King's College London

Research portal

Fungal toxins and host immune responses

Research output: Contribution to journalReview articlepeer-review

Original languageEnglish
Article number643639
JournalFrontiers in microbiology
Volume12
Early online date13 Apr 2021
DOIs
Accepted/In press8 Mar 2021
E-pub ahead of print13 Apr 2021
Published13 Apr 2021

Bibliographical note

Funding Information: Funding. This work was supported by grants from the Wellcome Trust (214229_Z_18_Z), Biotechnology & Biological Sciences Research Council (BB/N014677/1), National Institutes of Health (R37-DE022550), the NIH Research at Guys and St. Thomas?s NHS Foundation Trust and the King?s College London Biomedical Research Centre (IS-BRC-1215-20006), and a Faculty of Dentistry, Oral & Craniofacial Sciences (FoDOCS) Ph.D. studentship. Publisher Copyright: © Copyright © 2021 Brown, Priest, Naglik and Richardson. Copyright: Copyright 2021 Elsevier B.V., All rights reserved.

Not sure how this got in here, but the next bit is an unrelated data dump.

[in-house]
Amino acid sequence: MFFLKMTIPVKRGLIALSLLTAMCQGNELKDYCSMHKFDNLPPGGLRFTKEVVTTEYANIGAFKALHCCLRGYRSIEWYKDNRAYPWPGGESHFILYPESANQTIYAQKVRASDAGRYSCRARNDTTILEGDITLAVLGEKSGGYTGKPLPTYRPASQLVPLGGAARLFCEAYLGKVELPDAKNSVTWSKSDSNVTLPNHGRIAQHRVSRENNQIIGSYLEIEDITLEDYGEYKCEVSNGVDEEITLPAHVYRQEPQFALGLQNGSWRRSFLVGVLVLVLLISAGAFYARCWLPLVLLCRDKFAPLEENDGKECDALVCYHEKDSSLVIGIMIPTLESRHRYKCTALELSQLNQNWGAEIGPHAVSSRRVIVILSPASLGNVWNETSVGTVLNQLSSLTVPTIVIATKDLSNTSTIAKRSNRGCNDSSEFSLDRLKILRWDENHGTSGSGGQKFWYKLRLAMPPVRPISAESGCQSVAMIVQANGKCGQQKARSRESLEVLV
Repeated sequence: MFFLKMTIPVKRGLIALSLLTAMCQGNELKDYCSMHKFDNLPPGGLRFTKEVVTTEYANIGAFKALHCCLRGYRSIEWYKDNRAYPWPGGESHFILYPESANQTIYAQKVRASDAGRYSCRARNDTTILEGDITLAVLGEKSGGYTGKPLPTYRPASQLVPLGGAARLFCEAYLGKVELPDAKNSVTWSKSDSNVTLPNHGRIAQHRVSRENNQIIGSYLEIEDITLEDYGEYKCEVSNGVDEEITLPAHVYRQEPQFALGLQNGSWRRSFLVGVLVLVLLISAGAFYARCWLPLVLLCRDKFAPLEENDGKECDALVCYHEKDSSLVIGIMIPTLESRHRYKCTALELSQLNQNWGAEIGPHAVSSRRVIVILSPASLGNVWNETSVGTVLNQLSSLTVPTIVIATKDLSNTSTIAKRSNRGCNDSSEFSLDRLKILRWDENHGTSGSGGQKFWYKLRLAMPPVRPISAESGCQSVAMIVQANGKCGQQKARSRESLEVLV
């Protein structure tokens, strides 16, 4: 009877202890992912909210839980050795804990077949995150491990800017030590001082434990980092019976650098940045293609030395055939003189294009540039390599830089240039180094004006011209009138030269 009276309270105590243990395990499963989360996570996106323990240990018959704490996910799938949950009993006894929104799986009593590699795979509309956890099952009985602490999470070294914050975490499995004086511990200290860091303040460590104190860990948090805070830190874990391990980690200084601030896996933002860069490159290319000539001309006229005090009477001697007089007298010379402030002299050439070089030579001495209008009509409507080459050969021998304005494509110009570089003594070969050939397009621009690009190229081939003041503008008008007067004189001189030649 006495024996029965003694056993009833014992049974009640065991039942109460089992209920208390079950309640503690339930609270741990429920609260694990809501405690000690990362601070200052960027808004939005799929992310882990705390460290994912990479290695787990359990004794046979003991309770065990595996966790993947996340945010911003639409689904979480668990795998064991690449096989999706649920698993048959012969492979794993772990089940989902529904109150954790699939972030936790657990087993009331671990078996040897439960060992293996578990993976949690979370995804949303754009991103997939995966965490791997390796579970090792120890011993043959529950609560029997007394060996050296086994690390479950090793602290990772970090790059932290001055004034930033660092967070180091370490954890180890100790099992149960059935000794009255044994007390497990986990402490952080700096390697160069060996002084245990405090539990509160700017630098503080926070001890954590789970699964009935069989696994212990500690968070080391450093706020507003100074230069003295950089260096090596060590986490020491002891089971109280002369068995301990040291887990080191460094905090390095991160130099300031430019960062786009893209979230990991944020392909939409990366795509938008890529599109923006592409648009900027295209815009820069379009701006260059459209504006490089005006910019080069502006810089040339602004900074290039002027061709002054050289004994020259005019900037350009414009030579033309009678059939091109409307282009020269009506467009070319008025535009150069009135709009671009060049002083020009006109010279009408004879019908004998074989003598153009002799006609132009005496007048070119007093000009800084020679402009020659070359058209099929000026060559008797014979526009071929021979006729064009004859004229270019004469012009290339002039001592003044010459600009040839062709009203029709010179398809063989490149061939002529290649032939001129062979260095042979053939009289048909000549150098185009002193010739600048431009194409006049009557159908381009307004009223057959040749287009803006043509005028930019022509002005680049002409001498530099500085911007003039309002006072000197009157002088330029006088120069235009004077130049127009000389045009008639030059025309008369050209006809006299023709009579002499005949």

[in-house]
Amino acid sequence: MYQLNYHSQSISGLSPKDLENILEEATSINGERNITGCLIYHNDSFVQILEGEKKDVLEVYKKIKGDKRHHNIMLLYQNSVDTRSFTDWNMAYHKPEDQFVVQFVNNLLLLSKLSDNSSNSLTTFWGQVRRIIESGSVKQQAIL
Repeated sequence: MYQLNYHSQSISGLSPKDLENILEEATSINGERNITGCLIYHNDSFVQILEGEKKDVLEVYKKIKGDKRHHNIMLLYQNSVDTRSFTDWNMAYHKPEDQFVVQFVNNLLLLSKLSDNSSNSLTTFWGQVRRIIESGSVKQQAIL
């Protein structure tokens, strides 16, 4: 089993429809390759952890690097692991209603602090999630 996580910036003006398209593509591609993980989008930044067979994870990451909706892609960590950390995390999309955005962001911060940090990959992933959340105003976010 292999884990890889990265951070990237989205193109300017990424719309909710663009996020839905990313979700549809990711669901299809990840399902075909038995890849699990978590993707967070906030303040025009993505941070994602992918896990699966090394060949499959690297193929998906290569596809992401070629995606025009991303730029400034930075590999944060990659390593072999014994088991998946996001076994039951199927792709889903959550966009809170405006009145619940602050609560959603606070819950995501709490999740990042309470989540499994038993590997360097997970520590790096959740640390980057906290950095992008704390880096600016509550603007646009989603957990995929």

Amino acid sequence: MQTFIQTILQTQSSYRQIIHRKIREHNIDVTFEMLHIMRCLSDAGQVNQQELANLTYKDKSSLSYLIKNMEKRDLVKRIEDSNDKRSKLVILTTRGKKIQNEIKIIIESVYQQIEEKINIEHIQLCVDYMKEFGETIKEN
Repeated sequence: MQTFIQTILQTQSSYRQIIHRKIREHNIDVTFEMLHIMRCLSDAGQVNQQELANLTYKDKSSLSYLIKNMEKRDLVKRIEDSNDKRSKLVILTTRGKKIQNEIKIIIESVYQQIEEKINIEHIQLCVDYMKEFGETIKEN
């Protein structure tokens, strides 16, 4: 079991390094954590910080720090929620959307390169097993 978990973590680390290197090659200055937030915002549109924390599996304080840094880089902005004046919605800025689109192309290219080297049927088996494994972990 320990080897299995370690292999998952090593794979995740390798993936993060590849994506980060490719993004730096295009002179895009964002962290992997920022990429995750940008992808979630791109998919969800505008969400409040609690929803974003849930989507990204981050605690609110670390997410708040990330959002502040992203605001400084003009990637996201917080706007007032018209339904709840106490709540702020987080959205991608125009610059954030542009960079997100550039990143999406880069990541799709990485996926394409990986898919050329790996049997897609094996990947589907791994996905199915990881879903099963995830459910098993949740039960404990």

Documents

King's Authors

Abstract

Fungi are ubiquitous organisms that thrive in diverse natural environments including soils, plants, animals, and the human body. In response to warmth, humidity, and moisture, certain fungi which grow on crops and harvested foodstuffs can produce mycotoxins; secondary metabolites which when ingested have a deleterious impact on health. Ongoing research indicates that some mycotoxins and, more recently, peptide toxins are also produced during active fungal infection in humans and experimental models. A combination of innate and adaptive immune recognition allows the host to eliminate invading pathogens from the body. However, imbalances in immune homeostasis often facilitate microbial infection. Despite the wide-ranging effects of fungal toxins on health, our understanding of toxin-mediated modulation of immune responses is incomplete. This review will explore the current understanding of fungal toxins and how they contribute to the modulation of host immunity.

View graph of relations

© 2020 King's College London | Strand | London WC2R 2LS | England | United Kingdom | Tel +44 (0)20 7836 5454